The House voted 222-190 on Wednesday to create a select committee to investigate the deadly Jan. 6 Capitol riot.
Why it matters: House Speaker Nancy Pelosi moved forward with the creation of a committee controlled by Democrats after Senate Republicans blocked a bill that would have established a bipartisan 9/11-style commission to probe the Jan. 6 attack.
- Onlytwo House Republicans, Reps. Liz Cheney (R-Wyo.) and Adam Kinzinger (R-Ill.)voted for the select committee, whereas 35 Republicans had previously voted for the bipartisan commission.
What they're saying: "I want it to be fair. I want to be able to pursue all leads," Kinzinger said on CNN earlier this week.
- He added that he would consider participating if asked, but, "I'm certain that Kevin McCarthy won't put me on it. I'm going to continue to get to the truth to the best I can anyway."
The other side: Pelosi is creating a "partisan" panel that "will not be viewed as credible by at least half of Americans, nor will it honestly look at her own failures in securing the U.S. Capitol on that day," Rep. Jaime Herrera Beutler (R-Wash.), who voted to impeach former President Trump and previously supported the bipartisan commission, told CNN.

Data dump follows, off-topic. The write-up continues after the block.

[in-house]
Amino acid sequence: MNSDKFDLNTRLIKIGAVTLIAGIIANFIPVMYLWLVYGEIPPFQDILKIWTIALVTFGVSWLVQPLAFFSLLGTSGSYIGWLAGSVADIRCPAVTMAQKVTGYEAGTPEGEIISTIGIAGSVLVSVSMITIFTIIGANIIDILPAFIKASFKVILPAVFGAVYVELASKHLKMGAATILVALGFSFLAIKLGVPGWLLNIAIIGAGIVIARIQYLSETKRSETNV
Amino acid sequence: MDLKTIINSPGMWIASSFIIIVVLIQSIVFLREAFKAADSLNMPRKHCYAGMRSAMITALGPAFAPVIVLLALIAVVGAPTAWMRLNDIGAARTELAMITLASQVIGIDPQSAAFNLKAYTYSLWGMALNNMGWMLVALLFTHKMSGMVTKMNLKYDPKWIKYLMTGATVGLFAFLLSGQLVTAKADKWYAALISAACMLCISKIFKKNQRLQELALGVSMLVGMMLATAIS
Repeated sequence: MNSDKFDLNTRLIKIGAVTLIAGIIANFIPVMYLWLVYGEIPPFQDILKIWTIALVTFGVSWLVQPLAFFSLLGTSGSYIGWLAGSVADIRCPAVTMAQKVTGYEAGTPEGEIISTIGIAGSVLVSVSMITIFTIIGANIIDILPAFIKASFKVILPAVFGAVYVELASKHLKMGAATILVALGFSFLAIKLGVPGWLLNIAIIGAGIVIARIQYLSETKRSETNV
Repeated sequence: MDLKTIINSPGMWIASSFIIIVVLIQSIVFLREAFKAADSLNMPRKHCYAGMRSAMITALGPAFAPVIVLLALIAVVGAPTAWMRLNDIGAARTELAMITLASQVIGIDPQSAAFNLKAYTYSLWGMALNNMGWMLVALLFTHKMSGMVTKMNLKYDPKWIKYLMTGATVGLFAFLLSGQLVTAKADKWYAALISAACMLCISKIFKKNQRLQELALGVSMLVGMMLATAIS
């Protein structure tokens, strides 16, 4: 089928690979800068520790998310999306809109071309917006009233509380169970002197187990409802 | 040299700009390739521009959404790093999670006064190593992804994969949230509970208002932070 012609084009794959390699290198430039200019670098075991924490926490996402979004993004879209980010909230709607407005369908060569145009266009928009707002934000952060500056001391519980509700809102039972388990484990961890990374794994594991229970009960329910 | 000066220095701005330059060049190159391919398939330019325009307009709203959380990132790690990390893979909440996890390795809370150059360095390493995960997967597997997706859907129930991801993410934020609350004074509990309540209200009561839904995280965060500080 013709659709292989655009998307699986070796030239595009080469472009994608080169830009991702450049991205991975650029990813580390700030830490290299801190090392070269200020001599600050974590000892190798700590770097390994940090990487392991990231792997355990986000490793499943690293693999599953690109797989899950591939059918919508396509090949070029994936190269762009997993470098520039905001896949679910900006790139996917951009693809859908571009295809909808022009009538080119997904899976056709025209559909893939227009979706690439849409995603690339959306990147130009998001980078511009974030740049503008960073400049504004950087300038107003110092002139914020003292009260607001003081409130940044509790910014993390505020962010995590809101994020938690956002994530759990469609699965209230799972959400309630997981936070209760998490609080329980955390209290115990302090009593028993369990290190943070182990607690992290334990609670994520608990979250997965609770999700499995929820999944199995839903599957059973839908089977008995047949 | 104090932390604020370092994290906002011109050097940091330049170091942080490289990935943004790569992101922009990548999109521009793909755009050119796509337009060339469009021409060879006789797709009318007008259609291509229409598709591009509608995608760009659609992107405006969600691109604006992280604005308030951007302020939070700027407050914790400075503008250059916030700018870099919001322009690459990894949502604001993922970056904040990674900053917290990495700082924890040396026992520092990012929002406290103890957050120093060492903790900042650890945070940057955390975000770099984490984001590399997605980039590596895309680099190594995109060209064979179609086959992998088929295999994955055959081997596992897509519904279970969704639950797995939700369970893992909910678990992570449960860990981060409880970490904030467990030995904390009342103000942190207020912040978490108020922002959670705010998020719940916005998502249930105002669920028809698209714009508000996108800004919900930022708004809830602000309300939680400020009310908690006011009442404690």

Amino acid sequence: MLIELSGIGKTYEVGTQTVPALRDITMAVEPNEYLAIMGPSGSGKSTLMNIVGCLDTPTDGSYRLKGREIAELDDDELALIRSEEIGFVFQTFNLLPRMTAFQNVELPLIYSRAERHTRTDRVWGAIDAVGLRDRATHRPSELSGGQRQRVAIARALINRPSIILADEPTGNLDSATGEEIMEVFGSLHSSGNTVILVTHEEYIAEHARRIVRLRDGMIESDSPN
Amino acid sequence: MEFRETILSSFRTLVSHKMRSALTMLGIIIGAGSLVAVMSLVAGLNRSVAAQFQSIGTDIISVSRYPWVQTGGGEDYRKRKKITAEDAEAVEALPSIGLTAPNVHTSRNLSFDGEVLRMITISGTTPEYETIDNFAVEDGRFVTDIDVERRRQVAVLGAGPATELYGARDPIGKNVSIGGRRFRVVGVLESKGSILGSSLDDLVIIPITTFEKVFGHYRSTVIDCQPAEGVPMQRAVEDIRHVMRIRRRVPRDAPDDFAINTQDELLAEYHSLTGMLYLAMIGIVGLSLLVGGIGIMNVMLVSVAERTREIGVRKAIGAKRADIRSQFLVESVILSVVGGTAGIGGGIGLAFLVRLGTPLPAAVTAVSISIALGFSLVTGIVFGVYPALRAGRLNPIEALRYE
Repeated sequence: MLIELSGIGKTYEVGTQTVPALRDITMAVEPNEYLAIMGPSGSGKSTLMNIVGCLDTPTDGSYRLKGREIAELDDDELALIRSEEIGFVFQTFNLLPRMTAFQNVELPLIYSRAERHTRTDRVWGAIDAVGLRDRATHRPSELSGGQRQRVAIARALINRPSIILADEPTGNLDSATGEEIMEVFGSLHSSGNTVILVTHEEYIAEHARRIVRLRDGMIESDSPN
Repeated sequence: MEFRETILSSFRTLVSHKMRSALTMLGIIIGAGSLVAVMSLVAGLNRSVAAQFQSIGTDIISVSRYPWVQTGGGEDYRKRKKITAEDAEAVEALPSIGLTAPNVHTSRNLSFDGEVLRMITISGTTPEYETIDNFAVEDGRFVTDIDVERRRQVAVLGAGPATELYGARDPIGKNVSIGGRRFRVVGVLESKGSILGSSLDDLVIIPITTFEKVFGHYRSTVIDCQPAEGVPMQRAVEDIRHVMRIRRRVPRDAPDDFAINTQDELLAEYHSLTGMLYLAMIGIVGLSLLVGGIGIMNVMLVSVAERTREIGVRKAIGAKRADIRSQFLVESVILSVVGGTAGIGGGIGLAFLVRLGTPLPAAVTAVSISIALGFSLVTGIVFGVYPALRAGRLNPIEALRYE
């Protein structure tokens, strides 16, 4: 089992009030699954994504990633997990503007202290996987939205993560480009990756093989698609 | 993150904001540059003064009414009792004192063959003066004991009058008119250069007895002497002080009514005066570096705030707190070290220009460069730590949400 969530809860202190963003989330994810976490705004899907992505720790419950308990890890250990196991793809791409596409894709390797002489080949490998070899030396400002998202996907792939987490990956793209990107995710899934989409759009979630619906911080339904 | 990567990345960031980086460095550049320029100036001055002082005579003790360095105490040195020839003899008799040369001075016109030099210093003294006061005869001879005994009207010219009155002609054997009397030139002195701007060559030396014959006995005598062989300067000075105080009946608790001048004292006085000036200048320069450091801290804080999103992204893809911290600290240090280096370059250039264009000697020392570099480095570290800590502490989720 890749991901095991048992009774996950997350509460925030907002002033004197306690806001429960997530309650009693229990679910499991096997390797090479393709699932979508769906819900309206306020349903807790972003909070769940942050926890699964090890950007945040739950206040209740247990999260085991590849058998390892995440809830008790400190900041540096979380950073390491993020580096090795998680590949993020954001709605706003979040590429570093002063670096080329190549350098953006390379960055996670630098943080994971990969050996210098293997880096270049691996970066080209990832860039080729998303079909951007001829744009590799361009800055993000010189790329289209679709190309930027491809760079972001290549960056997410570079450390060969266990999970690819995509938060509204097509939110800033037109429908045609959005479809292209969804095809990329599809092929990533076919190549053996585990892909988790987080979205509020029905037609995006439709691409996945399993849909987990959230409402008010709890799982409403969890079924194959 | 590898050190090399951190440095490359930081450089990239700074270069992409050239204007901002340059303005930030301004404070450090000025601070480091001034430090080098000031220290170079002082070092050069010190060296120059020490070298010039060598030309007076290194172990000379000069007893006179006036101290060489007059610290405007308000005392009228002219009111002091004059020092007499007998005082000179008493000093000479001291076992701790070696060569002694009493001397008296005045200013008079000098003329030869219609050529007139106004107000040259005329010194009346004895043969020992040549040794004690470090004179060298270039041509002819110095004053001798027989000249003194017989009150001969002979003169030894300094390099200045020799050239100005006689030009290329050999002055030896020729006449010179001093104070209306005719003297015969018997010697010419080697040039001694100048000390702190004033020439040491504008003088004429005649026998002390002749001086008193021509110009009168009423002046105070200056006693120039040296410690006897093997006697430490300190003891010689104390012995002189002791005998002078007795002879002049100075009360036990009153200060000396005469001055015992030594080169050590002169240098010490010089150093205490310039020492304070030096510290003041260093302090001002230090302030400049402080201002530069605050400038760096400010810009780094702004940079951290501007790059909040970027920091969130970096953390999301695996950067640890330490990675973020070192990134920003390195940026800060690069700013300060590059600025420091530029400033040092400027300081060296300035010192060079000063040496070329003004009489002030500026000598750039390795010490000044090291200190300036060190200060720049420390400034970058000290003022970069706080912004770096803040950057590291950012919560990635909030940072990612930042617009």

When asked whether President Biden wants Pelosi to put a Republican on the committee, White House press secretary Jen Psaki said he "certainly trusts her view."
- "The president believes certainly Republicans can act in good faith ... but he is going to of course rely on the decision of Speaker Pelosi," Psaki added.
Worth noting: D.C. Metropolitan Police officers Daniel Hodge and Michael Fanone, who were both injured while defending the Capitol from rioters, watched the vote in the speaker's box, per CNN.
- Gladys Sicknick, mother of the late Capitol Police officer Brian Sicknick, and his partner, Sandra Garza, also attended the vote.
The big picture: The select committee will be comprised of 13 members, five of whom will be chosen after consultation with House Minority Leader Kevin McCarthy (R-Calif.), though Pelosi has the final say as to who sits on the panel.
- The panel, which will have the power to subpoena witnesses, will investigate the "domestic terrorist attack upon the United States Capitol Complex," as well as security failures and the transfer of power, according to the legislation. Pelosi will designate the committee chair.
- There is so far no deadline for its final report, but the committee can convey interim findings and legislative recommendations.
- Earlier this month, the Senate Homeland Security and Rules committees issued a joint report on the security and intelligence failures surrounding the attack.